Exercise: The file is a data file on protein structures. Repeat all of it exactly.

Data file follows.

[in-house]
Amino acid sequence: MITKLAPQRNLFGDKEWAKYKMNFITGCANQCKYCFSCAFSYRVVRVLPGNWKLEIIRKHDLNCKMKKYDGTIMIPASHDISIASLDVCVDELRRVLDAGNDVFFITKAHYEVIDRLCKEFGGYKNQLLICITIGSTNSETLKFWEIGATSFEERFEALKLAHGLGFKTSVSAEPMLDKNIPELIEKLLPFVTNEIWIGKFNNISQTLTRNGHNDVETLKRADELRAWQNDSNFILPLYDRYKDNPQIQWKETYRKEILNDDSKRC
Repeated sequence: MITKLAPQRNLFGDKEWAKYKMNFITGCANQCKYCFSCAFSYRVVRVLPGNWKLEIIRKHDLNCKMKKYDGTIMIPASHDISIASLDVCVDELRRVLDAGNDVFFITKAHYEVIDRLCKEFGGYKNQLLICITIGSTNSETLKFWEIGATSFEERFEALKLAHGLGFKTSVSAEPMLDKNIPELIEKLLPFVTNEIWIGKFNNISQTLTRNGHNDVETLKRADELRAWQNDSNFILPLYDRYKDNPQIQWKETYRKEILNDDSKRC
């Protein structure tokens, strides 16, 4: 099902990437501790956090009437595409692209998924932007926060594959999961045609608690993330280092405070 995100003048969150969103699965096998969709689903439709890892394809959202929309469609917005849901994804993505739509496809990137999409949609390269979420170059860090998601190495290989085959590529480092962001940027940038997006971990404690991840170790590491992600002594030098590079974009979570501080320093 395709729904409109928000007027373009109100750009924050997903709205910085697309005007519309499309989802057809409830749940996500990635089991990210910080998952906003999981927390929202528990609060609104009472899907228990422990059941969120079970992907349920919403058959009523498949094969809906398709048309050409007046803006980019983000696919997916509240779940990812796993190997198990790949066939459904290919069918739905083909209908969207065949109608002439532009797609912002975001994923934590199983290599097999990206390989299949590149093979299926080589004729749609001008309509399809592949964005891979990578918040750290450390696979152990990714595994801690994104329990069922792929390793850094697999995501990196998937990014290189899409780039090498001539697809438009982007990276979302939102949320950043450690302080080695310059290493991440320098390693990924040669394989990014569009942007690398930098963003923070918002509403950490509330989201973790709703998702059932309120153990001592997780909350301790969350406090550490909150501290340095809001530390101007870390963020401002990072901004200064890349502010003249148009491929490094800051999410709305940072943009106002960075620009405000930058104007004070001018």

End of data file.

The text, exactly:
[in-house]
Amino acid sequence: MITKLAPQRNLFGDKEWAKYKMNFITGCANQCKYCFSCAFSYRVVRVLPGNWKLEIIRKHDLNCKMKKYDGTIMIPASHDISIASLDVCVDELRRVLDAGNDVFFITKAHYEVIDRLCKEFGGYKNQLLICITIGSTNSETLKFWEIGATSFEERFEALKLAHGLGFKTSVSAEPMLDKNIPELIEKLLPFVTNEIWIGKFNNISQTLTRNGHNDVETLKRADELRAWQNDSNFILPLYDRYKDNPQIQWKETYRKEILNDDSKRC
Repeated sequence: MITKLAPQRNLFGDKEWAKYKMNFITGCANQCKYCFSCAFSYRVVRVLPGNWKLEIIRKHDLNCKMKKYDGTIMIPASHDISIASLDVCVDELRRVLDAGNDVFFITKAHYEVIDRLCKEFGGYKNQLLICITIGSTNSETLKFWEIGATSFEERFEALKLAHGLGFKTSVSAEPMLDKNIPELIEKLLPFVTNEIWIGKFNNISQTLTRNGHNDVETLKRADELRAWQNDSNFILPLYDRYKDNPQIQWKETYRKEILNDDSKRC
């Protein structure tokens, strides 16, 4: 099902990437501790956090009437595409692209998924932007926060594959999961045609608690993330280092405070 995100003048969150969103699965096998969709689903439709890892394809959202929309469609917005849901994804993505739509496809990137999409949609390269979420170059860090998601190495290989085959590529480092962001940027940038997006971990404690991840170790590491992600002594030098590079974009979570501080320093 395709729904409109928000007027373009109100750009924050997903709205910085697309005007519309499309989802057809409830749940996500990635089991990210910080998952906003999981927390929202528990609060609104009472899907228990422990059941969120079970992907349920919403058959009523498949094969809906398709048309050409007046803006980019983000696919997916509240779940990812796993190997198990790949066939459904290919069918739905083909209908969207065949109608002439532009797609912002975001994923934590199983290599097999990206390989299949590149093979299926080589004729749609001008309509399809592949964005891979990578918040750290450390696979152990990714595994801690994104329990069922792929390793850094697999995501990196998937990014290189899409780039090498001539697809438009982007990276979302939102949320950043450690302080080695310059290493991440320098390693990924040669394989990014569009942007690398930098963003923070918002509403950490509330989201973790709703998702059932309120153990001592997780909350301790969350406090550490909150501290340095809001530390101007870390963020401002990072901004200064890349502010003249148009491929490094800051999410709305940072943009106002960075620009405000930058104007004070001018």